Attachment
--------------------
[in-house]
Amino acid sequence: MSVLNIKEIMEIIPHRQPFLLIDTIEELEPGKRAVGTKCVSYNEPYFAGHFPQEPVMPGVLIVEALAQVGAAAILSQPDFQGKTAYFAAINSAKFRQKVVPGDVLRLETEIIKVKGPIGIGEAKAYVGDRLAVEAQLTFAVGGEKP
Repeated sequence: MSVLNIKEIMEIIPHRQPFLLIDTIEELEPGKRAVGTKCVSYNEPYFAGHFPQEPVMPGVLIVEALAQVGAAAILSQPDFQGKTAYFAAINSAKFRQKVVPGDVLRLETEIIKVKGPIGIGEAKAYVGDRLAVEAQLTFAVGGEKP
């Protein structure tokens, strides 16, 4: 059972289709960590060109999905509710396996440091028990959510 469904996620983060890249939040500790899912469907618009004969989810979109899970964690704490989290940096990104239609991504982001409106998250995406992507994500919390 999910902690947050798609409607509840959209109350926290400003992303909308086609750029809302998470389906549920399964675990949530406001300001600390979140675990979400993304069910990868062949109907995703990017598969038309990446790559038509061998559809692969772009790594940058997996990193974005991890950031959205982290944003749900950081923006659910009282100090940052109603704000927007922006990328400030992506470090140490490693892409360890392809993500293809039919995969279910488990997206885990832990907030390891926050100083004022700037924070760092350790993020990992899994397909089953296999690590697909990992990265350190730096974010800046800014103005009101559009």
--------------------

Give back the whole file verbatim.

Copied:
[in-house]
Amino acid sequence: MSVLNIKEIMEIIPHRQPFLLIDTIEELEPGKRAVGTKCVSYNEPYFAGHFPQEPVMPGVLIVEALAQVGAAAILSQPDFQGKTAYFAAINSAKFRQKVVPGDVLRLETEIIKVKGPIGIGEAKAYVGDRLAVEAQLTFAVGGEKP
Repeated sequence: MSVLNIKEIMEIIPHRQPFLLIDTIEELEPGKRAVGTKCVSYNEPYFAGHFPQEPVMPGVLIVEALAQVGAAAILSQPDFQGKTAYFAAINSAKFRQKVVPGDVLRLETEIIKVKGPIGIGEAKAYVGDRLAVEAQLTFAVGGEKP
């Protein structure tokens, strides 16, 4: 059972289709960590060109999905509710396996440091028990959510 469904996620983060890249939040500790899912469907618009004969989810979109899970964690704490989290940096990104239609991504982001409106998250995406992507994500919390 999910902690947050798609409607509840959209109350926290400003992303909308086609750029809302998470389906549920399964675990949530406001300001600390979140675990979400993304069910990868062949109907995703990017598969038309990446790559038509061998559809692969772009790594940058997996990193974005991890950031959205982290944003749900950081923006659910009282100090940052109603704000927007922006990328400030992506470090140490490693892409360890392809993500293809039919995969279910488990997206885990832990907030390891926050100083004022700037924070760092350790993020990992899994397909089953296999690590697909990992990265350190730096974010800046800014103005009101559009």